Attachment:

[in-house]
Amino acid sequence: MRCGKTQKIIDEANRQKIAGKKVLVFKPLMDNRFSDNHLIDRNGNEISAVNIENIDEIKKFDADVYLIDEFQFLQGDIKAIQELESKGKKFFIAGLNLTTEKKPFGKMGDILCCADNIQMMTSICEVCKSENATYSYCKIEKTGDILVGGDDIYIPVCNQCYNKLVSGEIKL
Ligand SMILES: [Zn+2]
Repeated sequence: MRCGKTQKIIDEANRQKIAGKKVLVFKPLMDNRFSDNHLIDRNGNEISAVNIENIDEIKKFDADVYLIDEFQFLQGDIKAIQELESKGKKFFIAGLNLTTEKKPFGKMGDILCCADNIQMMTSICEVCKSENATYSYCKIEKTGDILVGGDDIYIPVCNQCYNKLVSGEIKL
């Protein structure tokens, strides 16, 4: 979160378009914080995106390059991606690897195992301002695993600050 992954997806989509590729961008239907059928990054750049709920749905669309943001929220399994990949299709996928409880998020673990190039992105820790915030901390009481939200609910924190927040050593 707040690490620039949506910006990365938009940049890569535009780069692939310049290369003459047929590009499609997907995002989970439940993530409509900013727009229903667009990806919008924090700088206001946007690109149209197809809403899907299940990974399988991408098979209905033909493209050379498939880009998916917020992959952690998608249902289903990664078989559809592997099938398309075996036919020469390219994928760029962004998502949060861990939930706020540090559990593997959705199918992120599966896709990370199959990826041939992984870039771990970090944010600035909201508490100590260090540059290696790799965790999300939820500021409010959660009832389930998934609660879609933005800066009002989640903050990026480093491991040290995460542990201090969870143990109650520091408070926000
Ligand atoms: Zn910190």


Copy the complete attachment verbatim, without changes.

[in-house]
Amino acid sequence: MRCGKTQKIIDEANRQKIAGKKVLVFKPLMDNRFSDNHLIDRNGNEISAVNIENIDEIKKFDADVYLIDEFQFLQGDIKAIQELESKGKKFFIAGLNLTTEKKPFGKMGDILCCADNIQMMTSICEVCKSENATYSYCKIEKTGDILVGGDDIYIPVCNQCYNKLVSGEIKL
Ligand SMILES: [Zn+2]
Repeated sequence: MRCGKTQKIIDEANRQKIAGKKVLVFKPLMDNRFSDNHLIDRNGNEISAVNIENIDEIKKFDADVYLIDEFQFLQGDIKAIQELESKGKKFFIAGLNLTTEKKPFGKMGDILCCADNIQMMTSICEVCKSENATYSYCKIEKTGDILVGGDDIYIPVCNQCYNKLVSGEIKL
């Protein structure tokens, strides 16, 4: 979160378009914080995106390059991606690897195992301002695993600050 992954997806989509590729961008239907059928990054750049709920749905669309943001929220399994990949299709996928409880998020673990190039992105820790915030901390009481939200609910924190927040050593 707040690490620039949506910006990365938009940049890569535009780069692939310049290369003459047929590009499609997907995002989970439940993530409509900013727009229903667009990806919008924090700088206001946007690109149209197809809403899907299940990974399988991408098979209905033909493209050379498939880009998916917020992959952690998608249902289903990664078989559809592997099938398309075996036919020469390219994928760029962004998502949060861990939930706020540090559990593997959705199918992120599966896709990370199959990826041939992984870039771990970090944010600035909201508490100590260090540059290696790799965790999300939820500021409010959660009832389930998934609660879609933005800066009002989640903050990026480093491991040290995460542990201090969870143990109650520091408070926000
Ligand atoms: Zn910190």